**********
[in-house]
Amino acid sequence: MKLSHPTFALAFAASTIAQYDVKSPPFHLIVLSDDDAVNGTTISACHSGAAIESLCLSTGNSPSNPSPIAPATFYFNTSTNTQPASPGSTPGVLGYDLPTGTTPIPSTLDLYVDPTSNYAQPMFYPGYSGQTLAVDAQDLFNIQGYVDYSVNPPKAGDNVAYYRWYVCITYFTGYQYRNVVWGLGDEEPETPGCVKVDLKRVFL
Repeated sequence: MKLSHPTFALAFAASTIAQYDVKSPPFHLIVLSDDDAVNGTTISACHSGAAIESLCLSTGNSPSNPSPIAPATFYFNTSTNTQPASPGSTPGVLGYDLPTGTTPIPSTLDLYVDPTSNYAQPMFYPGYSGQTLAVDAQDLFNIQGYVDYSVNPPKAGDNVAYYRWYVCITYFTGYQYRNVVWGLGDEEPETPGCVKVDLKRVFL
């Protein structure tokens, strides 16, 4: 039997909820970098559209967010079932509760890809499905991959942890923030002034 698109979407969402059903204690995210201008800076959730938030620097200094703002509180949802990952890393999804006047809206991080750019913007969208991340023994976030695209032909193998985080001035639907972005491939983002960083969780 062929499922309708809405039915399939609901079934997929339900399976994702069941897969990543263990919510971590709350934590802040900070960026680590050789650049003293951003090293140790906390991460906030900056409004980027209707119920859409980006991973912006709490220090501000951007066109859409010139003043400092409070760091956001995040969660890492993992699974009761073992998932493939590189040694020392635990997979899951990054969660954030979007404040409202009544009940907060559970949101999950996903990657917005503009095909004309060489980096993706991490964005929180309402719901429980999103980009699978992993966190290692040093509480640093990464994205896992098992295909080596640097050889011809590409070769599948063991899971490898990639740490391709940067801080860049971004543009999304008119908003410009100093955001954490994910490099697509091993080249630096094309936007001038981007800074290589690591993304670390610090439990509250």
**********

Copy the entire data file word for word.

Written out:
[in-house]
Amino acid sequence: MKLSHPTFALAFAASTIAQYDVKSPPFHLIVLSDDDAVNGTTISACHSGAAIESLCLSTGNSPSNPSPIAPATFYFNTSTNTQPASPGSTPGVLGYDLPTGTTPIPSTLDLYVDPTSNYAQPMFYPGYSGQTLAVDAQDLFNIQGYVDYSVNPPKAGDNVAYYRWYVCITYFTGYQYRNVVWGLGDEEPETPGCVKVDLKRVFL
Repeated sequence: MKLSHPTFALAFAASTIAQYDVKSPPFHLIVLSDDDAVNGTTISACHSGAAIESLCLSTGNSPSNPSPIAPATFYFNTSTNTQPASPGSTPGVLGYDLPTGTTPIPSTLDLYVDPTSNYAQPMFYPGYSGQTLAVDAQDLFNIQGYVDYSVNPPKAGDNVAYYRWYVCITYFTGYQYRNVVWGLGDEEPETPGCVKVDLKRVFL
């Protein structure tokens, strides 16, 4: 039997909820970098559209967010079932509760890809499905991959942890923030002034 698109979407969402059903204690995210201008800076959730938030620097200094703002509180949802990952890393999804006047809206991080750019913007969208991340023994976030695209032909193998985080001035639907972005491939983002960083969780 062929499922309708809405039915399939609901079934997929339900399976994702069941897969990543263990919510971590709350934590802040900070960026680590050789650049003293951003090293140790906390991460906030900056409004980027209707119920859409980006991973912006709490220090501000951007066109859409010139003043400092409070760091956001995040969660890492993992699974009761073992998932493939590189040694020392635990997979899951990054969660954030979007404040409202009544009940907060559970949101999950996903990657917005503009095909004309060489980096993706991490964005929180309402719901429980999103980009699978992993966190290692040093509480640093990464994205896992098992295909080596640097050889011809590409070769599948063991899971490898990639740490391709940067801080860049971004543009999304008119908003410009100093955001954490994910490099697509091993080249630096094309936007001038981007800074290589690591993304670390610090439990509250």